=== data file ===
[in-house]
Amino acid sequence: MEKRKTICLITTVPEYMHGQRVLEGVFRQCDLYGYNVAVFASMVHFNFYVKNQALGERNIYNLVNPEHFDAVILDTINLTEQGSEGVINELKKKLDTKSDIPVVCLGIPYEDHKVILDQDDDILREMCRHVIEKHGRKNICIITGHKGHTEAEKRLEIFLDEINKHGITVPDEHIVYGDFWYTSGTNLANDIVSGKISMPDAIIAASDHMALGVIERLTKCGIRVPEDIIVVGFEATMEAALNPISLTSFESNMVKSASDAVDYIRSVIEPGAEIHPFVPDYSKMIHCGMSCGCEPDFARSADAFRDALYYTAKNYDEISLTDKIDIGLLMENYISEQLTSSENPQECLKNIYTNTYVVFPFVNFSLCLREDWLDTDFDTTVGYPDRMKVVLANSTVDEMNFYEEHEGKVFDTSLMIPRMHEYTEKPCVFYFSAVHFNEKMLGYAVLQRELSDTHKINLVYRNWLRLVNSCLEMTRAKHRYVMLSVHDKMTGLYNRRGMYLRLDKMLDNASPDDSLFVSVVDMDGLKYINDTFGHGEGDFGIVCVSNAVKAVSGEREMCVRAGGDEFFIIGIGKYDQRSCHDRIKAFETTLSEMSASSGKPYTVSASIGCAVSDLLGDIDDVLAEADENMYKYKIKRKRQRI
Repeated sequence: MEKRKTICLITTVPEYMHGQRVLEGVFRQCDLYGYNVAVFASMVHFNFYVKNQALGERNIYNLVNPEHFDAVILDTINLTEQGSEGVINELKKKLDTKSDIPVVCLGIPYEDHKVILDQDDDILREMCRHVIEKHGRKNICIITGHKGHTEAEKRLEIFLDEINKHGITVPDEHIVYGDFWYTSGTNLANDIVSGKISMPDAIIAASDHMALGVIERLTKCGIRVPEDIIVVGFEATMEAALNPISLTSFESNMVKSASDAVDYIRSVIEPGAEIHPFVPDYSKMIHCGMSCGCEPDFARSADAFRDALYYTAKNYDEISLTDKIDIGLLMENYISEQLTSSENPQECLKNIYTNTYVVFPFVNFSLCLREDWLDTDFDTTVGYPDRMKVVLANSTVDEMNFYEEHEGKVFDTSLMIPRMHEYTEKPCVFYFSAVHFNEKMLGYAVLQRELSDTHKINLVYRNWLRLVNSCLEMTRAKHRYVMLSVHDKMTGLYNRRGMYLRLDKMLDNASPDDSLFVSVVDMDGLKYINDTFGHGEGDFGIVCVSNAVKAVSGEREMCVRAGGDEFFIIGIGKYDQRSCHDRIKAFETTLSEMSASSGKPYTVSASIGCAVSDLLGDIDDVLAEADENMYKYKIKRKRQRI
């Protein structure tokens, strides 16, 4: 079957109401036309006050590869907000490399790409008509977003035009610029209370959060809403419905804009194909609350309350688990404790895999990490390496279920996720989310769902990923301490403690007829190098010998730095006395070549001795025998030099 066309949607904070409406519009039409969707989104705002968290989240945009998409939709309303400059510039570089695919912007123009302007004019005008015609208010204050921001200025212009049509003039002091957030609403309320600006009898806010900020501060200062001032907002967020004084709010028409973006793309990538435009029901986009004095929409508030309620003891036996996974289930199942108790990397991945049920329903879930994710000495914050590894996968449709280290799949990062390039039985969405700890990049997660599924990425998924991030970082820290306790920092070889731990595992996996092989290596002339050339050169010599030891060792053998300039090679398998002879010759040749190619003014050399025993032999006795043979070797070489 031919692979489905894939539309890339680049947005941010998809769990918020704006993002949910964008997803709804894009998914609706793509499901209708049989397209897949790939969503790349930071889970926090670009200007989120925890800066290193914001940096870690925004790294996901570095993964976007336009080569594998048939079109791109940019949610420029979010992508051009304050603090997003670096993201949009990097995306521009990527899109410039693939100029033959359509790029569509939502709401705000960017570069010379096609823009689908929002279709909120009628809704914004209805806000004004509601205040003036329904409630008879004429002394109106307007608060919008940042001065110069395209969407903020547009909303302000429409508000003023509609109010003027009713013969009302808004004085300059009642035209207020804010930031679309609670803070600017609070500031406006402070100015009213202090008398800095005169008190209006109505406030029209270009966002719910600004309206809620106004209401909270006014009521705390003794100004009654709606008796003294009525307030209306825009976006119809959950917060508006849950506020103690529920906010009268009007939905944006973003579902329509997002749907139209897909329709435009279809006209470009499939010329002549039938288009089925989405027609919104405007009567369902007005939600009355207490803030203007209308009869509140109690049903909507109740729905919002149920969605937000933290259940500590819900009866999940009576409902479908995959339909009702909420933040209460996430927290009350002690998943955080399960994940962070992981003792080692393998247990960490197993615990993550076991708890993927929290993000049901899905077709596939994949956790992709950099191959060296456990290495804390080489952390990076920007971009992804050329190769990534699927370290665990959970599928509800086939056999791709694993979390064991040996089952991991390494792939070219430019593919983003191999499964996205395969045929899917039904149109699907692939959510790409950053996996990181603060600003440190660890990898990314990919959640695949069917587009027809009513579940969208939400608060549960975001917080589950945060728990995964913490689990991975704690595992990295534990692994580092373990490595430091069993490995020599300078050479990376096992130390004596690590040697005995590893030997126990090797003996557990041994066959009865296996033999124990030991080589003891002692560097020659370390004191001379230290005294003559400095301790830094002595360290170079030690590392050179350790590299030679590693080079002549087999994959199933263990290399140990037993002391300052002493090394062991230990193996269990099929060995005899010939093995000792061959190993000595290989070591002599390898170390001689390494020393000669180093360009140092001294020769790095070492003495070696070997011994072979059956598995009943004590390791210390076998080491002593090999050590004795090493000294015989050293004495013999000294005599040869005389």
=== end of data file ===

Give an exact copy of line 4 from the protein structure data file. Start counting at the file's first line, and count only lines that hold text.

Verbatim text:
């Protein structure tokens, strides 16, 4: 079957109401036309006050590869907000490399790409008509977003035009610029209370959060809403419905804009194909609350309350688990404790895999990490390496279920996720989310769902990923301490403690007829190098010998730095006395070549001795025998030099 066309949607904070409406519009039409969707989104705002968290989240945009998409939709309303400059510039570089695919912007123009302007004019005008015609208010204050921001200025212009049509003039002091957030609403309320600006009898806010900020501060200062001032907002967020004084709010028409973006793309990538435009029901986009004095929409508030309620003891036996996974289930199942108790990397991945049920329903879930994710000495914050590894996968449709280290799949990062390039039985969405700890990049997660599924990425998924991030970082820290306790920092070889731990595992996996092989290596002339050339050169010599030891060792053998300039090679398998002879010759040749190619003014050399025993032999006795043979070797070489 031919692979489905894939539309890339680049947005941010998809769990918020704006993002949910964008997803709804894009998914609706793509499901209708049989397209897949790939969503790349930071889970926090670009200007989120925890800066290193914001940096870690925004790294996901570095993964976007336009080569594998048939079109791109940019949610420029979010992508051009304050603090997003670096993201949009990097995306521009990527899109410039693939100029033959359509790029569509939502709401705000960017570069010379096609823009689908929002279709909120009628809704914004209805806000004004509601205040003036329904409630008879004429002394109106307007608060919008940042001065110069395209969407903020547009909303302000429409508000003023509609109010003027009713013969009302808004004085300059009642035209207020804010930031679309609670803070600017609070500031406006402070100015009213202090008398800095005169008190209006109505406030029209270009966002719910600004309206809620106004209401909270006014009521705390003794100004009654709606008796003294009525307030209306825009976006119809959950917060508006849950506020103690529920906010009268009007939905944006973003579902329509997002749907139209897909329709435009279809006209470009499939010329002549039938288009089925989405027609919104405007009567369902007005939600009355207490803030203007209308009869509140109690049903909507109740729905919002149920969605937000933290259940500590819900009866999940009576409902479908995959339909009702909420933040209460996430927290009350002690998943955080399960994940962070992981003792080692393998247990960490197993615990993550076991708890993927929290993000049901899905077709596939994949956790992709950099191959060296456990290495804390080489952390990076920007971009992804050329190769990534699927370290665990959970599928509800086939056999791709694993979390064991040996089952991991390494792939070219430019593919983003191999499964996205395969045929899917039904149109699907692939959510790409950053996996990181603060600003440190660890990898990314990919959640695949069917587009027809009513579940969208939400608060549960975001917080589950945060728990995964913490689990991975704690595992990295534990692994580092373990490595430091069993490995020599300078050479990376096992130390004596690590040697005995590893030997126990090797003996557990041994066959009865296996033999124990030991080589003891002692560097020659370390004191001379230290005294003559400095301790830094002595360290170079030690590392050179350790590299030679590693080079002549087999994959199933263990290399140990037993002391300052002493090394062991230990193996269990099929060995005899010939093995000792061959190993000595290989070591002599390898170390001689390494020393000669180093360009140092001294020769790095070492003495070696070997011994072979059956598995009943004590390791210390076998080491002593090999050590004795090493000294015989050293004495013999000294005599040869005389």